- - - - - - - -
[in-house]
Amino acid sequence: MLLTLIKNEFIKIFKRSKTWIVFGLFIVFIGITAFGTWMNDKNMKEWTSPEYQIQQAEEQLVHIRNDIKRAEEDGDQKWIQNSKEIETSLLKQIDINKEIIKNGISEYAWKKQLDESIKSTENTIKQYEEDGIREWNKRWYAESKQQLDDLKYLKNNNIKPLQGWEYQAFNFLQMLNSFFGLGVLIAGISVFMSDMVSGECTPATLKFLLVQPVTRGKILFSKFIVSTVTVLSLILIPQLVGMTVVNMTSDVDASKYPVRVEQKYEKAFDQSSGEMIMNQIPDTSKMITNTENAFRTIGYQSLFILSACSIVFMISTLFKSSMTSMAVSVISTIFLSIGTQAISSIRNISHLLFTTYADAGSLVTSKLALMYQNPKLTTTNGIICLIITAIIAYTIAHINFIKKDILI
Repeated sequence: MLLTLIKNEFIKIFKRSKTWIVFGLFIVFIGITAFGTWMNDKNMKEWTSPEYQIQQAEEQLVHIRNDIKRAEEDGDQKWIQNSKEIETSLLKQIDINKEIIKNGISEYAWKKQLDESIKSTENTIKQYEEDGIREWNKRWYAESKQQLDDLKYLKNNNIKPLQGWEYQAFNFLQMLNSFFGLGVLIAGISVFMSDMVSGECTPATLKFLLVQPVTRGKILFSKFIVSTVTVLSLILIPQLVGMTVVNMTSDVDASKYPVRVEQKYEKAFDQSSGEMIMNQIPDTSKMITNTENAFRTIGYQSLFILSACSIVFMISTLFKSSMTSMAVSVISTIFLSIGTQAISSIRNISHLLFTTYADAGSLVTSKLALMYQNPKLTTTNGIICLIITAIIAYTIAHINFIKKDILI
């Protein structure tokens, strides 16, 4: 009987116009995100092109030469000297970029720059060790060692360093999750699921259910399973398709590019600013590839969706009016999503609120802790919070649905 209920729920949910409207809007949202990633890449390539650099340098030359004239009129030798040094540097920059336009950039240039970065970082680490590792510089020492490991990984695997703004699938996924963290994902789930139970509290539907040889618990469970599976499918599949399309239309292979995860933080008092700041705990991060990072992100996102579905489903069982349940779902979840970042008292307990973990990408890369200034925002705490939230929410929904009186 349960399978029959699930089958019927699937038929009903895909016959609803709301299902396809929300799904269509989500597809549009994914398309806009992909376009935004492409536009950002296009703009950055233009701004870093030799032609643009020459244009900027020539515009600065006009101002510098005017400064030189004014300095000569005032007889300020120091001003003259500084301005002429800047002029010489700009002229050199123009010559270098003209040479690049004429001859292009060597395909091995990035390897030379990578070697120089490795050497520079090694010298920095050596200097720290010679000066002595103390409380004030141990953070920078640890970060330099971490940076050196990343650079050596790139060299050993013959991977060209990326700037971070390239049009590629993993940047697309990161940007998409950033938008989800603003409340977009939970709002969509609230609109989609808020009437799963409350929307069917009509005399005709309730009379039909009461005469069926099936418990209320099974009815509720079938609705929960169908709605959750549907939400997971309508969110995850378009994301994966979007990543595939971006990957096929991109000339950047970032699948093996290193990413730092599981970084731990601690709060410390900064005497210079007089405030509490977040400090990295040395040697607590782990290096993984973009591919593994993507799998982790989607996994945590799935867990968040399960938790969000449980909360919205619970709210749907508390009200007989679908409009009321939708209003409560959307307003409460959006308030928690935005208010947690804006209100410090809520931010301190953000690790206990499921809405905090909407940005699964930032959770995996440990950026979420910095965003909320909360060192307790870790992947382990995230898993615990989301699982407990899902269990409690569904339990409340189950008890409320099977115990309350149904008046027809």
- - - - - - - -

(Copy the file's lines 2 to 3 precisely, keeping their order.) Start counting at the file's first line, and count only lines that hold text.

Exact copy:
Amino acid sequence: MLLTLIKNEFIKIFKRSKTWIVFGLFIVFIGITAFGTWMNDKNMKEWTSPEYQIQQAEEQLVHIRNDIKRAEEDGDQKWIQNSKEIETSLLKQIDINKEIIKNGISEYAWKKQLDESIKSTENTIKQYEEDGIREWNKRWYAESKQQLDDLKYLKNNNIKPLQGWEYQAFNFLQMLNSFFGLGVLIAGISVFMSDMVSGECTPATLKFLLVQPVTRGKILFSKFIVSTVTVLSLILIPQLVGMTVVNMTSDVDASKYPVRVEQKYEKAFDQSSGEMIMNQIPDTSKMITNTENAFRTIGYQSLFILSACSIVFMISTLFKSSMTSMAVSVISTIFLSIGTQAISSIRNISHLLFTTYADAGSLVTSKLALMYQNPKLTTTNGIICLIITAIIAYTIAHINFIKKDILI
Repeated sequence: MLLTLIKNEFIKIFKRSKTWIVFGLFIVFIGITAFGTWMNDKNMKEWTSPEYQIQQAEEQLVHIRNDIKRAEEDGDQKWIQNSKEIETSLLKQIDINKEIIKNGISEYAWKKQLDESIKSTENTIKQYEEDGIREWNKRWYAESKQQLDDLKYLKNNNIKPLQGWEYQAFNFLQMLNSFFGLGVLIAGISVFMSDMVSGECTPATLKFLLVQPVTRGKILFSKFIVSTVTVLSLILIPQLVGMTVVNMTSDVDASKYPVRVEQKYEKAFDQSSGEMIMNQIPDTSKMITNTENAFRTIGYQSLFILSACSIVFMISTLFKSSMTSMAVSVISTIFLSIGTQAISSIRNISHLLFTTYADAGSLVTSKLALMYQNPKLTTTNGIICLIITAIIAYTIAHINFIKKDILI